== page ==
The second book, I’m reading for book club – so I (probably) won’t return it until I’ve read the entire thing.  But let me tell you: the first 5 pages are about a boy going to a swamp.  LEGIT, that is ALL THAT HAPPENS!  The dog chases a squirrel, the boy yells at the dog, and then gets hit by a passer-by for using language.  But he’s basically just CHILLING AT A SWAMP.  Oh, and there’s some cleverly disguised info-dumps about the world.

The third is okay.  I’ll finish it, definitely, but there’s nothing PULLING ME TOWARDS IT.

When I write, I don’t want it to be “okay.”  I want it to DEMAND TO BE READ.  At this point, I have a solid beginning – no boring setup or disguised info-dumps.  And no swamps.  But now I’m at a part where one major suspense point has been resolved, and the MC has no major obstacles in front of her.  No suspense.  No conflict.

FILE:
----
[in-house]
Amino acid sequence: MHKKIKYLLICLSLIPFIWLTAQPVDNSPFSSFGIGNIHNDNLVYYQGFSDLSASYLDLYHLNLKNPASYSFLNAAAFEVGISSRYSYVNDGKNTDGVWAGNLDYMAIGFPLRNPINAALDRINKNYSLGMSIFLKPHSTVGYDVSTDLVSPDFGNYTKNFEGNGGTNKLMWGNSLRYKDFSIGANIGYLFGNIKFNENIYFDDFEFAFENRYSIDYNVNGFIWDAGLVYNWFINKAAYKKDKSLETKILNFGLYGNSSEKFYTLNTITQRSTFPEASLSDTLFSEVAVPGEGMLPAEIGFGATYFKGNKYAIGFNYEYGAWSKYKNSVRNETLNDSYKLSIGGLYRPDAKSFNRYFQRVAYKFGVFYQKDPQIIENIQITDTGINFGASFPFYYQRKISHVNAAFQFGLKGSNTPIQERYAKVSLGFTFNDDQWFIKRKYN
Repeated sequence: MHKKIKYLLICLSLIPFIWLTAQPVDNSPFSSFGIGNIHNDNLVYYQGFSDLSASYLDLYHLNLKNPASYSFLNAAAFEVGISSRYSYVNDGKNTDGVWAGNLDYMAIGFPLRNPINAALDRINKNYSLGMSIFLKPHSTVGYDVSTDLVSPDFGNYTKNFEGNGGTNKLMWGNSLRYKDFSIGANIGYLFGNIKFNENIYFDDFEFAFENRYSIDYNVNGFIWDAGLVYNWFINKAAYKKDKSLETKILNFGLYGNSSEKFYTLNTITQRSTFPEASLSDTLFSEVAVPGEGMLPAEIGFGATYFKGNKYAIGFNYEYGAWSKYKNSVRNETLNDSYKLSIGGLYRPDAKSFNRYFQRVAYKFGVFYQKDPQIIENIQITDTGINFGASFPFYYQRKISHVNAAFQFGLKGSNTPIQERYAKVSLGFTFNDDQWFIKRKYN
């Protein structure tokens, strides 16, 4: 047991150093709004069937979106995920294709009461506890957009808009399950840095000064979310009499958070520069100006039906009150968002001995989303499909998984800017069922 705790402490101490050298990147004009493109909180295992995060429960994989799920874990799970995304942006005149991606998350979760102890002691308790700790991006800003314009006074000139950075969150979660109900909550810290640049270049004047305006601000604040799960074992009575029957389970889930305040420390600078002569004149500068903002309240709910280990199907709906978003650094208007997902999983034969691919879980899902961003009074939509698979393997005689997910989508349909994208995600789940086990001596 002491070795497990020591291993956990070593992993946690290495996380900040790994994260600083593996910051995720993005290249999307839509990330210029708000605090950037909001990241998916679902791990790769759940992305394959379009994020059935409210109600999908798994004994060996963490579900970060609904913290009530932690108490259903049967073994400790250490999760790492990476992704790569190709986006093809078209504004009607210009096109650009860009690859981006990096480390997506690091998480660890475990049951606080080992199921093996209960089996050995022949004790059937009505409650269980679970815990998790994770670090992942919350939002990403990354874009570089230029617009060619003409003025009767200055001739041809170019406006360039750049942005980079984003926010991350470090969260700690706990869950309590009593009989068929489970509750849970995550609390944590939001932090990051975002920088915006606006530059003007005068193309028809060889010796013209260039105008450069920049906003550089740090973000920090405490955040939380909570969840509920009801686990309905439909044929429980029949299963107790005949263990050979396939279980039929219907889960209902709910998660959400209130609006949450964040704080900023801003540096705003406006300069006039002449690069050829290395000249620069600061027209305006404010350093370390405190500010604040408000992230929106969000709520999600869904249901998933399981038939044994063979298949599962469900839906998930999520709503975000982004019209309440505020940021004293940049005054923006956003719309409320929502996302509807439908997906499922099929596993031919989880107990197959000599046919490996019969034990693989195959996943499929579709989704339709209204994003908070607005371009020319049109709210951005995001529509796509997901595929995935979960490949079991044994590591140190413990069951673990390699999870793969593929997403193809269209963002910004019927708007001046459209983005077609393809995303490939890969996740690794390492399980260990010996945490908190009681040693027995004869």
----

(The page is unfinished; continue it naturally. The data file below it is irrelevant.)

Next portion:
It’s so bad that I don’t even want to write it, because there’s no mystery for ME.  No raging emotions, nothing EXCITING.  If I’m bored writing, that equals the reader ready to return the book to the library.

WHAT DO I DO???

Ashley and Kathleen, two of my favorite authors on the blog CrackinTheWIP, frequently talk about blowing things up when they’re out of ideas.  Or just want some more excitement. ie, “Hm, and have you tried making something explode yet? Perhaps a person, or a place, or some sort of fruit cart?”

Maybe I should try that.

Either way, something’s gotta change.  Some suspense must be added, some character must turn evil, some fruit cart must explode… something to make the chapter I’m on DEMAND TO BE READ.

WIP, here I come.

The Captain

My Love / Hate Relationship With My Book Club

Most days, I love the fact that I’m a part of a summer book club.  It allows me to read books like Since You’ve Been Gone (review here) that are wonderfully charming, and which I would never have read on my own.